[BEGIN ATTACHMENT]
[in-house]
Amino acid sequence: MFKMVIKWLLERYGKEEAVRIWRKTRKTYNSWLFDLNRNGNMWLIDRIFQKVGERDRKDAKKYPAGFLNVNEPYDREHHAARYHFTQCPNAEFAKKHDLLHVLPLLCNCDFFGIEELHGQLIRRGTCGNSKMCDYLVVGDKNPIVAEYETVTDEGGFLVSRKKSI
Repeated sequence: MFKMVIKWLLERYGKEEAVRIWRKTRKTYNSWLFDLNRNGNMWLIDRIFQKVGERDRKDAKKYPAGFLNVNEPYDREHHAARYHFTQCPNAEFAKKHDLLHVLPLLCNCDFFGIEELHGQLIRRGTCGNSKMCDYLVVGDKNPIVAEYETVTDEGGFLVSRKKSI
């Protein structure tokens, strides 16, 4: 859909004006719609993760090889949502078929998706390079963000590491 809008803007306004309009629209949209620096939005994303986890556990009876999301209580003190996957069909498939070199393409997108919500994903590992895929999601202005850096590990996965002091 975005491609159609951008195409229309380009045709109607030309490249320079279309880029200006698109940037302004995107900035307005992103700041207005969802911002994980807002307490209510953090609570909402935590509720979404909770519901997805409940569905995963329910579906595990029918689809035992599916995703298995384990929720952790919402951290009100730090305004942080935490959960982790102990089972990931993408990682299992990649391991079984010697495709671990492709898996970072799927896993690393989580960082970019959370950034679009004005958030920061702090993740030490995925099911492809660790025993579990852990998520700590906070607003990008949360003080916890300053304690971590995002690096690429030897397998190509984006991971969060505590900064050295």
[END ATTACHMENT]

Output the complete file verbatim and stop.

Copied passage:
[in-house]
Amino acid sequence: MFKMVIKWLLERYGKEEAVRIWRKTRKTYNSWLFDLNRNGNMWLIDRIFQKVGERDRKDAKKYPAGFLNVNEPYDREHHAARYHFTQCPNAEFAKKHDLLHVLPLLCNCDFFGIEELHGQLIRRGTCGNSKMCDYLVVGDKNPIVAEYETVTDEGGFLVSRKKSI
Repeated sequence: MFKMVIKWLLERYGKEEAVRIWRKTRKTYNSWLFDLNRNGNMWLIDRIFQKVGERDRKDAKKYPAGFLNVNEPYDREHHAARYHFTQCPNAEFAKKHDLLHVLPLLCNCDFFGIEELHGQLIRRGTCGNSKMCDYLVVGDKNPIVAEYETVTDEGGFLVSRKKSI
């Protein structure tokens, strides 16, 4: 859909004006719609993760090889949502078929998706390079963000590491 809008803007306004309009629209949209620096939005994303986890556990009876999301209580003190996957069909498939070199393409997108919500994903590992895929999601202005850096590990996965002091 975005491609159609951008195409229309380009045709109607030309490249320079279309880029200006698109940037302004995107900035307005992103700041207005969802911002994980807002307490209510953090609570909402935590509720979404909770519901997805409940569905995963329910579906595990029918689809035992599916995703298995384990929720952790919402951290009100730090305004942080935490959960982790102990089972990931993408990682299992990649391991079984010697495709671990492709898996970072799927896993690393989580960082970019959370950034679009004005958030920061702090993740030490995925099911492809660790025993579990852990998520700590906070607003990008949360003080916890300053304690971590995002690096690429030897397998190509984006991971969060505590900064050295």